In accordance with the announcement by the provincial government, the Gardiner Museum has closed temporarily, effective Monday November 23. While this news is difficult, the health and safety of our visitors, staff, and the wider community remains our top priority. We'll continue to provide you with engaging digital content to keep us connected while the galleries are closed.
During our temporary closure, we're posting exhibitions and selections from our collection online. Discover Inuit ceramics, Chinese and Japanese porcelain, pottery from the Ancient Americas, and more!
In accordance with instructions from the provincial government, the Museum closed to the public on Monday November 28 and we have cancelled all clay classes. We regret the inconvenience this may cause, but are hopeful that these actions will help maintain the health and safety of our communities. We will automatically be crediting students with a refund for remaining sessions.
Every object in our permanent collection can be accessed through our eMuseum portal. Learn about individual collecting areas, like Italian Maiolica or Modern and Contemporary Ceramics, or search the full collection by keyword. You'll be amazed by what you discover!
With the Museum closed temporarily, we need your support to continue to offer innovative and engaging exhibitions, programs, and community projects online, as well as plan for the future. Please consider making a donation to help us build community with clay.
The dichotomy between the tangible and the digital is central to the 21st-century experience. A digital image which we perceive as “mountain” has in fact been dissolved into math and reconstituted into an ephemeral representation that no longer carries even the mass of photographic paper.
The digital surrounds us in a landscape composed of dynamic imagery, data-based art, and the perpetual re-invention of forms. Yet we continue to live on terra firma, our lives being tied to the physical world. We walk up actual mountains. We eat and drink from objects made of clay, a tangible medium originating from the landscape.
In this exhibition, Clive Holden juxtaposes his digital videos and prints with historical objects selected from the Gardiner Museum’s collection. The plates relate to the Internet Mountains project through a repetition of circular forms and mountain imagery. But more profoundly, they share in a creation process where landscape is dissolved and reconstituted into art.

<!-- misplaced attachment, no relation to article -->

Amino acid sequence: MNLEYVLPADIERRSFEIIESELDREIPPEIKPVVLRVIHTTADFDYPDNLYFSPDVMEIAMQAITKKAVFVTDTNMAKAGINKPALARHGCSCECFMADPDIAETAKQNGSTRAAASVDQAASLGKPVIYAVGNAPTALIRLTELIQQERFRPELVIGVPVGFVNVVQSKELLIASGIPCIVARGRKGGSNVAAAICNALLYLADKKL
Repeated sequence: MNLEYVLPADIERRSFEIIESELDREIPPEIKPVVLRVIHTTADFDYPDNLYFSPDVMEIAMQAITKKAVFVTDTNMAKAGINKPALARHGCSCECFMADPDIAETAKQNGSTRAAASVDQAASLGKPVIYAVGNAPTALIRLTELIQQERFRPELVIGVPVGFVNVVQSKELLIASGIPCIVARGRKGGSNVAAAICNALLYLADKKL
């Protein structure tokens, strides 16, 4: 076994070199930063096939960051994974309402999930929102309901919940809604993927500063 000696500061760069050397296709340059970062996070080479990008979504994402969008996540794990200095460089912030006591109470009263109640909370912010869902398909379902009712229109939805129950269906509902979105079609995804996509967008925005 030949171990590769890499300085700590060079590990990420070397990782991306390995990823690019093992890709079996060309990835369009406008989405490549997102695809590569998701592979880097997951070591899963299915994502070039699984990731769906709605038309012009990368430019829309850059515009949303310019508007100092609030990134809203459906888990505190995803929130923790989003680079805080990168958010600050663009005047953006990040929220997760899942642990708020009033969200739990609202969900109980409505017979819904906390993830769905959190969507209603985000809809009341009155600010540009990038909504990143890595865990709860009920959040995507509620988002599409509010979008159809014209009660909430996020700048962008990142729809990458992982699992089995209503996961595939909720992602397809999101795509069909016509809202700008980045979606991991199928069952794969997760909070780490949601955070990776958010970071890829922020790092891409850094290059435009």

About the Artist
Clive Holden is an artist whose projects inhabit the border zones between media and genres. He makes paper-based works, software-based art, videos, and web art. A native of Vancouver Island, he lives in Toronto with his wife, novelist Alissa York.
His work has been exhibited at the Foreman Art Gallery of Bishops University, transmediale in Berlin, Ryerson Image Centre, Images Festival, the European Media Art Festival, CPH:DOX Copenhagen Documentary Film Festival (winner of the New Vision Award), Anthology Film Archives in New York, Kino Arsenal, the International Film Festival Rotterdam, and the London International Film Festival. cliveholden.com
About the Scotiabank CONTACT Photography Festival
The Scotiabank CONTACT Photography Festival marks its 20th anniversary in May 2016. To celebrate this milestone, an expanded program focuses on 20 Primary Exhibitions at major museums and galleries plus 20 Public Installations at sites across the city. From enduring practices to new forms of expression, the Festival showcases a diverse range of photo-based works by Canadian and international artists.
CONTACT is the largest photography event in the world, and a premiere cultural experience in Canada, with over 1500 artists in 200 exhibitions and happenings throughout the month in the Greater Toronto Area. Founded in 1997, CONTACT is a not-for-profit organization dedicated to celebrating and fostering the art and profession of photography.
In-kind support provided by:
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